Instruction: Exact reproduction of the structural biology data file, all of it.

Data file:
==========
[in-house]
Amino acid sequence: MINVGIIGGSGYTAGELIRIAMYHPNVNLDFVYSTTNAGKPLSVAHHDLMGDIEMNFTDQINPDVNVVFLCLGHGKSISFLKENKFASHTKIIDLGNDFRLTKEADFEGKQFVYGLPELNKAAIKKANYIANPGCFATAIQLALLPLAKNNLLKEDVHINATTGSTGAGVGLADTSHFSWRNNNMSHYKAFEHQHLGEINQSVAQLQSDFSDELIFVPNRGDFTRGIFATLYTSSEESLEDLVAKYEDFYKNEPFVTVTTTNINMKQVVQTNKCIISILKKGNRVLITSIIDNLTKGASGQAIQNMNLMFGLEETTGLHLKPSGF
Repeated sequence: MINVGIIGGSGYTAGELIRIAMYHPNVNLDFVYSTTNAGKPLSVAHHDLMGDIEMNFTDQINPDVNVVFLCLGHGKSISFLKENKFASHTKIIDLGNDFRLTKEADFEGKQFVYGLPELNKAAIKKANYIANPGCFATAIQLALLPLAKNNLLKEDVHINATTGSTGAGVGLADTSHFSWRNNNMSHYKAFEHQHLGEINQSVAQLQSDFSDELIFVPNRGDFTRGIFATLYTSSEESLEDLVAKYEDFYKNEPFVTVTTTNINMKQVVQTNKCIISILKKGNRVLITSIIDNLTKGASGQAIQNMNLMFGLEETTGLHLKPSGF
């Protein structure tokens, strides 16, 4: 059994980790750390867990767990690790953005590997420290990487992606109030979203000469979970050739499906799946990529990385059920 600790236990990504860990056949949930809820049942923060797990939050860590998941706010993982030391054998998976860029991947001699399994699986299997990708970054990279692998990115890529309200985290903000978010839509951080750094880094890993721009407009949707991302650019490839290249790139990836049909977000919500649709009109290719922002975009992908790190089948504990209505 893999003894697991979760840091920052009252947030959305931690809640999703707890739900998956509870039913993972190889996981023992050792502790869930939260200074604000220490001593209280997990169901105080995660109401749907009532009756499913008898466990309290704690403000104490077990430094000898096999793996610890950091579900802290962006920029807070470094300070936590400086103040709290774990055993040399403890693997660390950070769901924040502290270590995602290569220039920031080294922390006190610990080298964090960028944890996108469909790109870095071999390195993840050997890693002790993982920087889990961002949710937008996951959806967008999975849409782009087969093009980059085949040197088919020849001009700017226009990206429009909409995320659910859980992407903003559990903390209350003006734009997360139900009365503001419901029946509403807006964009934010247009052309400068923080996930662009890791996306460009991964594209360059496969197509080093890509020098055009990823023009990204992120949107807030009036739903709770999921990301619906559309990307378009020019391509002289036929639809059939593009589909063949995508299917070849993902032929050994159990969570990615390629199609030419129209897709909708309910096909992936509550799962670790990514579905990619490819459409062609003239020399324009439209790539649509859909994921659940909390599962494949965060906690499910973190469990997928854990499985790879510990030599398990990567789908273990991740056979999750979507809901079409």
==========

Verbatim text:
[in-house]
Amino acid sequence: MINVGIIGGSGYTAGELIRIAMYHPNVNLDFVYSTTNAGKPLSVAHHDLMGDIEMNFTDQINPDVNVVFLCLGHGKSISFLKENKFASHTKIIDLGNDFRLTKEADFEGKQFVYGLPELNKAAIKKANYIANPGCFATAIQLALLPLAKNNLLKEDVHINATTGSTGAGVGLADTSHFSWRNNNMSHYKAFEHQHLGEINQSVAQLQSDFSDELIFVPNRGDFTRGIFATLYTSSEESLEDLVAKYEDFYKNEPFVTVTTTNINMKQVVQTNKCIISILKKGNRVLITSIIDNLTKGASGQAIQNMNLMFGLEETTGLHLKPSGF
Repeated sequence: MINVGIIGGSGYTAGELIRIAMYHPNVNLDFVYSTTNAGKPLSVAHHDLMGDIEMNFTDQINPDVNVVFLCLGHGKSISFLKENKFASHTKIIDLGNDFRLTKEADFEGKQFVYGLPELNKAAIKKANYIANPGCFATAIQLALLPLAKNNLLKEDVHINATTGSTGAGVGLADTSHFSWRNNNMSHYKAFEHQHLGEINQSVAQLQSDFSDELIFVPNRGDFTRGIFATLYTSSEESLEDLVAKYEDFYKNEPFVTVTTTNINMKQVVQTNKCIISILKKGNRVLITSIIDNLTKGASGQAIQNMNLMFGLEETTGLHLKPSGF
């Protein structure tokens, strides 16, 4: 059994980790750390867990767990690790953005590997420290990487992606109030979203000469979970050739499906799946990529990385059920 600790236990990504860990056949949930809820049942923060797990939050860590998941706010993982030391054998998976860029991947001699399994699986299997990708970054990279692998990115890529309200985290903000978010839509951080750094880094890993721009407009949707991302650019490839290249790139990836049909977000919500649709009109290719922002975009992908790190089948504990209505 893999003894697991979760840091920052009252947030959305931690809640999703707890739900998956509870039913993972190889996981023992050792502790869930939260200074604000220490001593209280997990169901105080995660109401749907009532009756499913008898466990309290704690403000104490077990430094000898096999793996610890950091579900802290962006920029807070470094300070936590400086103040709290774990055993040399403890693997660390950070769901924040502290270590995602290569220039920031080294922390006190610990080298964090960028944890996108469909790109870095071999390195993840050997890693002790993982920087889990961002949710937008996951959806967008999975849409782009087969093009980059085949040197088919020849001009700017226009990206429009909409995320659910859980992407903003559990903390209350003006734009997360139900009365503001419901029946509403807006964009934010247009052309400068923080996930662009890791996306460009991964594209360059496969197509080093890509020098055009990823023009990204992120949107807030009036739903709770999921990301619906559309990307378009020019391509002289036929639809059939593009589909063949995508299917070849993902032929050994159990969570990615390629199609030419129209897709909708309910096909992936509550799962670790990514579905990619490819459409062609003239020399324009439209790539649509859909994921659940909390599962494949965060906690499910973190469990997928854990499985790879510990030599398990990567789908273990991740056979999750979507809901079409």